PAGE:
How AP scores factor into getting college credit

By Maxine Seya

AP Scores and college credit

Most students know that taking AP courses and excelling in them show colleges you’re ready for college-level academics. Many students don’t know how AP courses actually function once you’re in college. I’m happy to walk you through that today.

What’s an AP course?

First, the basics. What is an AP course? A college-level academic course given to high schoolers with the option of passing a national examination at the end of the course to earn college credit.

Here’s a list of AP courses and exams offered by College Board.

A sampling of all AP courses taken from the College Board website in 2021.

The self-study option

If your school does not offer an AP course, you can still take the AP exam in May. You will likely have to find another high school that offers the exam, register for the exam, and self-study. If you self-study and do well on the exam, you will have the option of taking fewer classes to graduate college (and graduating earlier) or skipping intro-level classes (and advancing quicker to upper-level, specialized college classes).

I did this as a high schooler. I self-studied for an AP test that my high school did not offer, drove an hour to another high school to take the exam, earned a 5, and used that credit to fulfill college graduation requirements after I got into Northwestern.

Your chance at college credit

If you only take the AP class at school and do not take the nationally-administered AP exam at the end of the school year, you will not earn any college credit. Please keep this in mind.

The test is graded on a scale of 1-5, with 5 being the highest. A score of 3 is considered passing and equates to earning a C on an intro-level college course. Most colleges, however, will only grant you credit for scores of 4 or 5. Highly selective, rigorous colleges will only grant credit or allow you to skip over intro-level courses with a score of 5. Some schools will even grant waivers for scores of 1 or 2, permitting you to skip over those classes simply because you attempted (and failed) the AP exam. These are typically state schools.

How do you figure out how each of the colleges on your list will recognize your AP scores? Will you get any credit for the AP exams you passed? Should you aim for a 3 because you’ll get the same college credits as your peers who earned a 5?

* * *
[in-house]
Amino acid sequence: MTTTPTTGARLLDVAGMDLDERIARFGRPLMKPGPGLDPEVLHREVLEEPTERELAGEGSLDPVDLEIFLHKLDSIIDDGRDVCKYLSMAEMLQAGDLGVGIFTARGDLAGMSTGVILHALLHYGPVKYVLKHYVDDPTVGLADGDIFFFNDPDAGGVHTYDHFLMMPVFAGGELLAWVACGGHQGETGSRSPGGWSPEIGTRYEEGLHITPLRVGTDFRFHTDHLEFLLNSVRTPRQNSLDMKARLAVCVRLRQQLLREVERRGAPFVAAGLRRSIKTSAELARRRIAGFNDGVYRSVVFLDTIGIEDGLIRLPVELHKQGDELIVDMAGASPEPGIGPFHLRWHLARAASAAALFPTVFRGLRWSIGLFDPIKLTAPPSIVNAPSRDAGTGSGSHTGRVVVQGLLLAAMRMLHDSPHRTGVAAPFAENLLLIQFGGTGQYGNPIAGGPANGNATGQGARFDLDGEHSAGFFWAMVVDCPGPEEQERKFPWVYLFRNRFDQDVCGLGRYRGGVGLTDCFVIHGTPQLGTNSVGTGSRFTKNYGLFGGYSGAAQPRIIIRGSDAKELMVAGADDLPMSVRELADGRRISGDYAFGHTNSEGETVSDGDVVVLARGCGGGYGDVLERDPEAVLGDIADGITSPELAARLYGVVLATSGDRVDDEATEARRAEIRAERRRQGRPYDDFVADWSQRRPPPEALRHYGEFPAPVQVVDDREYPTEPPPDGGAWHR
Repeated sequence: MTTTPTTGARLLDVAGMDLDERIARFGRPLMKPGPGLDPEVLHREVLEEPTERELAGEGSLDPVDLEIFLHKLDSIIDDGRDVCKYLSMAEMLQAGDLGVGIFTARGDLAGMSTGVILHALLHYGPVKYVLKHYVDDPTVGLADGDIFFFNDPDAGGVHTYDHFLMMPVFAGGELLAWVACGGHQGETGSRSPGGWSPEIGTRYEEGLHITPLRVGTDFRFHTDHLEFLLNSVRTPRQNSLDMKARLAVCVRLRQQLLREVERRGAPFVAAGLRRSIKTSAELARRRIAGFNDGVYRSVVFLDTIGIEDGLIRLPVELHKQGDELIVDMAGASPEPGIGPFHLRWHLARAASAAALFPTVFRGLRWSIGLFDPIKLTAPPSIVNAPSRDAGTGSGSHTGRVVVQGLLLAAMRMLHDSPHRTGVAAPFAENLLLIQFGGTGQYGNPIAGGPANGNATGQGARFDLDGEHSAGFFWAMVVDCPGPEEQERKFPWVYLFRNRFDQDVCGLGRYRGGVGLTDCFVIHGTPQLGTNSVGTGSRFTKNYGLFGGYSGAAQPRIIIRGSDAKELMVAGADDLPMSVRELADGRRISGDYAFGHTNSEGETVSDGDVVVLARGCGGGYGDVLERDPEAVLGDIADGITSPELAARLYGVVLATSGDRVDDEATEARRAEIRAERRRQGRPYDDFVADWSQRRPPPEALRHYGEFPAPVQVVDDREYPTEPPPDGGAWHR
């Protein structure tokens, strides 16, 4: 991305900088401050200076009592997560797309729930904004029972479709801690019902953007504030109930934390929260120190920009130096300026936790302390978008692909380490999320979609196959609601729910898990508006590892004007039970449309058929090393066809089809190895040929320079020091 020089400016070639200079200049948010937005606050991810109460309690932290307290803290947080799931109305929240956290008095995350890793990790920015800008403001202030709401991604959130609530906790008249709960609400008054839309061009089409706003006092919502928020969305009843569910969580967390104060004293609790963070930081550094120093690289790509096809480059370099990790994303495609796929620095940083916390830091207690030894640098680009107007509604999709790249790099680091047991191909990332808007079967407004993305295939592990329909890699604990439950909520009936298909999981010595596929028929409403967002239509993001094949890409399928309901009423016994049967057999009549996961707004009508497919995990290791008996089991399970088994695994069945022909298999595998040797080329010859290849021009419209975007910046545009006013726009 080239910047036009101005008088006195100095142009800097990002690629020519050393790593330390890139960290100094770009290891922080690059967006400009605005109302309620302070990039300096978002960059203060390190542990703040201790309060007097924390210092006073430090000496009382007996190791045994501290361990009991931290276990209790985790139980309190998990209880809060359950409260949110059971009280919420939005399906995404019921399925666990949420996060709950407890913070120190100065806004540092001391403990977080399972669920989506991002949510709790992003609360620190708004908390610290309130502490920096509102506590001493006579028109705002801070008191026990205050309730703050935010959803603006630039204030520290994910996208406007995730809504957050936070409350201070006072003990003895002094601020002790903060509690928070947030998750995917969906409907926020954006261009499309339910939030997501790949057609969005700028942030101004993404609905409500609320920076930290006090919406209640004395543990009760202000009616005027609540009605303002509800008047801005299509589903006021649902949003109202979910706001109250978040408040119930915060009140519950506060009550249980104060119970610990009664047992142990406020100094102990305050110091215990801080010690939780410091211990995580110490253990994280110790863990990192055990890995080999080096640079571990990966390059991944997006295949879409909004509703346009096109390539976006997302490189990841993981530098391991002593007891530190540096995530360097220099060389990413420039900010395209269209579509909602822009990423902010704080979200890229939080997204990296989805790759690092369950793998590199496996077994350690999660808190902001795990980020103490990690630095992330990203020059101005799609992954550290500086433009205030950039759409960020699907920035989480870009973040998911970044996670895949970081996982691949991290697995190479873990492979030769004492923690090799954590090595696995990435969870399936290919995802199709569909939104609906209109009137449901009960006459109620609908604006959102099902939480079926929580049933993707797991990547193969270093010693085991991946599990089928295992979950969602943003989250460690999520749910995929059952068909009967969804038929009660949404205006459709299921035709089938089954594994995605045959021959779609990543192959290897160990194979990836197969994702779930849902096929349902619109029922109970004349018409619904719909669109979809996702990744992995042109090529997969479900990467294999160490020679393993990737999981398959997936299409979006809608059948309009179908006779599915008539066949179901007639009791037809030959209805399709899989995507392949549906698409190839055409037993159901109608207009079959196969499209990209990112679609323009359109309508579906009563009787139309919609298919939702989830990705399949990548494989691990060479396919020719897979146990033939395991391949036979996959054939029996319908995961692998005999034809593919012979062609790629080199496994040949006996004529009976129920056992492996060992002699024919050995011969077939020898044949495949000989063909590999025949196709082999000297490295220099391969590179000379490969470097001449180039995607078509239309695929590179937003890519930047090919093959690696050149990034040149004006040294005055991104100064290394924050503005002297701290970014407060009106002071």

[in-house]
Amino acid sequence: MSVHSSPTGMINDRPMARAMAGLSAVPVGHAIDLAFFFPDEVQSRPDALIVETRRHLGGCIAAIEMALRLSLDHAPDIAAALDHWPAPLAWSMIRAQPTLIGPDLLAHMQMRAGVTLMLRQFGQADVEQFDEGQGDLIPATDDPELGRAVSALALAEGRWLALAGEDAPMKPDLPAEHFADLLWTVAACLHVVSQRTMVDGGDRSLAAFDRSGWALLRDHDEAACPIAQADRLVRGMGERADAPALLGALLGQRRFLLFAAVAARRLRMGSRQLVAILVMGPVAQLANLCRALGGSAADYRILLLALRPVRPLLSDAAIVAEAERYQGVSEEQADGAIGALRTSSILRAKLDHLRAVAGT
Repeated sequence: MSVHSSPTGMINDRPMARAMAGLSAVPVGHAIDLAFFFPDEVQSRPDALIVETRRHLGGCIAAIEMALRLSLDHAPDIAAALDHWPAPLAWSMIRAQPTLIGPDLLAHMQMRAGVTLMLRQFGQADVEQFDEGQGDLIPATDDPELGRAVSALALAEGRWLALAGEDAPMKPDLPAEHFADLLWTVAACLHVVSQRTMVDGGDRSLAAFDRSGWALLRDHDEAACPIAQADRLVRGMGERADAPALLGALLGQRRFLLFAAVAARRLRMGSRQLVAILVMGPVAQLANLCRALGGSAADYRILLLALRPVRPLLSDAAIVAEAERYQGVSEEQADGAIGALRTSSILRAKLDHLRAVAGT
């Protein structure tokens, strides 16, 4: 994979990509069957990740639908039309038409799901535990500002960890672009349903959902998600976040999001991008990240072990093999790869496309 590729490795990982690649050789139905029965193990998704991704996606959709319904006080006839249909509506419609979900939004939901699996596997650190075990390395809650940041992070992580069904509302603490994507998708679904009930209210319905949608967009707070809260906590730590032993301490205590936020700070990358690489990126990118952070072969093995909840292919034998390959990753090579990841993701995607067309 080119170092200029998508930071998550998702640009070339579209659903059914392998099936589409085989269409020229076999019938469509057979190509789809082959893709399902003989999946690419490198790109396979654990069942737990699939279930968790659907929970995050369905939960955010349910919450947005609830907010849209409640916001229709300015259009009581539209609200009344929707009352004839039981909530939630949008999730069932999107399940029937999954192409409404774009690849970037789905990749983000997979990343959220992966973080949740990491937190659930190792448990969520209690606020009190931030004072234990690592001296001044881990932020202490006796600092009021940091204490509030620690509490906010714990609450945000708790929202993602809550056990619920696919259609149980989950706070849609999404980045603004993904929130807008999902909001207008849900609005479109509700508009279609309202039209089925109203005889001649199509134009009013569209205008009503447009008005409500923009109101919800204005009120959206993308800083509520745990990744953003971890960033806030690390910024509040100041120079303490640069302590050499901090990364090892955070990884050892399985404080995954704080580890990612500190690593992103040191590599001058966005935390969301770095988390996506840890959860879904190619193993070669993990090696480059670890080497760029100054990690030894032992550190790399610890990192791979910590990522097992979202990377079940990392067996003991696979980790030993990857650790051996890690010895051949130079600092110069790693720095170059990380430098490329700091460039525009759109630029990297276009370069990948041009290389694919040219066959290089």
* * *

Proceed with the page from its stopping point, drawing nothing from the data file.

I’ll answer that below.

First, I’ll walk you all through my personal experience and then do a case study using different schools as an example.

How AP test scores translate into college credit

The easiest way to figure out how AP scores factor into getting college credit is by either 1) going to the AP credit score policy page and typing in the specific universities you have in mind or 2) going to your university website and searching AP scores. Although the second option (going to the university website) might be more time-consuming, it’s more likely to be updated and detailed.

Let’s use Northwestern University as our first example then we’ll check out Brown University, Harvard, UC Berkeley ending with takeaways and advice on avoiding comon pitfalls.

On the AP website, the Northwestern score distribution looks like this on the AP Credit Recognition chart.

College Board AP Credit

On the university website, it looks like this. Both screenshots were captured in January 2021.

Northwestern AP Credit recognition

In order for this to make sense to you, you will need to know how many units are necessary for graduation and how many units students typically take per term (either semester or quarter).

At Northwestern, students must complete 45 units. Each class is generally worth 1 unit. There are 3 academic quarters in a year (September to December, January to March, April to June) and full-time students take between 3-5 (though typically 4) classes per quarter. This means you can complete between 9 to 15 units per academic year.

Don’t forget: the Undergrad Registration Requirement

Don’t think you can take all 26 AP tests and get college credit. Every university has something that functions like Northwestern’s “Undergraduate Registration Requirement.” It’s the minimum number of college credits you must take on Northwestern’s campus. For a typical 4-year undergraduate degree, you’re allowed approximately 13 transfer credits, which includes AP test credits and classes taken at other universities.